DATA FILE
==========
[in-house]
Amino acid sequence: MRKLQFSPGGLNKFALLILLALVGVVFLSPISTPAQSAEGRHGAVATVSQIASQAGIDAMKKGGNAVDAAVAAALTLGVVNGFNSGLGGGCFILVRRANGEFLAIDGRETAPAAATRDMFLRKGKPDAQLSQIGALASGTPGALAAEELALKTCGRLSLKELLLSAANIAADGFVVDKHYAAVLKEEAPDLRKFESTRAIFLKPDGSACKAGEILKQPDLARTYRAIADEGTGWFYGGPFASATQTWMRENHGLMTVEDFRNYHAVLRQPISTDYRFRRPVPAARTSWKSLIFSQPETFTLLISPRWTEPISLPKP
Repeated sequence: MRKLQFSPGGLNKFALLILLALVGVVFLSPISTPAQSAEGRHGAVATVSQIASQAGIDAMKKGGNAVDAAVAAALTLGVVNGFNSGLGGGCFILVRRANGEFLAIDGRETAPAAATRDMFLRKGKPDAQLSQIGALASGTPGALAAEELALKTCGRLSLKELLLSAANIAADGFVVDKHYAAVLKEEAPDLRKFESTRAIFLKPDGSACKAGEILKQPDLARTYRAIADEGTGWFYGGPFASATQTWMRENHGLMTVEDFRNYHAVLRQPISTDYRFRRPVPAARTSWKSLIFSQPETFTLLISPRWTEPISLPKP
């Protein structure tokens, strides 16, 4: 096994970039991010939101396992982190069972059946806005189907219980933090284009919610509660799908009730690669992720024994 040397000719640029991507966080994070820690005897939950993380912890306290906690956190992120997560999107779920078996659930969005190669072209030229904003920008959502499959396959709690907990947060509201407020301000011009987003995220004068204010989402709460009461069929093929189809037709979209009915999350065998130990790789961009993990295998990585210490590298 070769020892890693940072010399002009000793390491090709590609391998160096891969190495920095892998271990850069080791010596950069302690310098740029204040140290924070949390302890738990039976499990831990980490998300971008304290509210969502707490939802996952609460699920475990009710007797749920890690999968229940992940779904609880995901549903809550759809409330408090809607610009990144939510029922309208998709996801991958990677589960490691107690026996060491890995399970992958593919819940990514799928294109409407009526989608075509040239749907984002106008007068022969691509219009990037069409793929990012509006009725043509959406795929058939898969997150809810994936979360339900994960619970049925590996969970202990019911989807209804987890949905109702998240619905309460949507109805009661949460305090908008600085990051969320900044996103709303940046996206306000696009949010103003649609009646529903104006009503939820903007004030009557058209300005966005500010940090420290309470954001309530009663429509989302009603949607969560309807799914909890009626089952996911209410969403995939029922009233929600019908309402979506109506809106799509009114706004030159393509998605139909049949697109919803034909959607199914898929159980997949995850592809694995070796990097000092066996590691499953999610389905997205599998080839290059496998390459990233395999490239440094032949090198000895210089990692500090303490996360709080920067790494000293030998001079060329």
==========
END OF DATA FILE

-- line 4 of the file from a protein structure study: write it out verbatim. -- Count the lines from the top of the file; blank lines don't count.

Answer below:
């Protein structure tokens, strides 16, 4: 096994970039991010939101396992982190069972059946806005189907219980933090284009919610509660799908009730690669992720024994 040397000719640029991507966080994070820690005897939950993380912890306290906690956190992120997560999107779920078996659930969005190669072209030229904003920008959502499959396959709690907990947060509201407020301000011009987003995220004068204010989402709460009461069929093929189809037709979209009915999350065998130990790789961009993990295998990585210490590298 070769020892890693940072010399002009000793390491090709590609391998160096891969190495920095892998271990850069080791010596950069302690310098740029204040140290924070949390302890738990039976499990831990980490998300971008304290509210969502707490939802996952609460699920475990009710007797749920890690999968229940992940779904609880995901549903809550759809409330408090809607610009990144939510029922309208998709996801991958990677589960490691107690026996060491890995399970992958593919819940990514799928294109409407009526989608075509040239749907984002106008007068022969691509219009990037069409793929990012509006009725043509959406795929058939898969997150809810994936979360339900994960619970049925590996969970202990019911989807209804987890949905109702998240619905309460949507109805009661949460305090908008600085990051969320900044996103709303940046996206306000696009949010103003649609009646529903104006009503939820903007004030009557058209300005966005500010940090420290309470954001309530009663429509989302009603949607969560309807799914909890009626089952996911209410969403995939029922009233929600019908309402979506109506809106799509009114706004030159393509998605139909049949697109919803034909959607199914898929159980997949995850592809694995070796990097000092066996590691499953999610389905997205599998080839290059496998390459990233395999490239440094032949090198000895210089990692500090303490996360709080920067790494000293030998001079060329």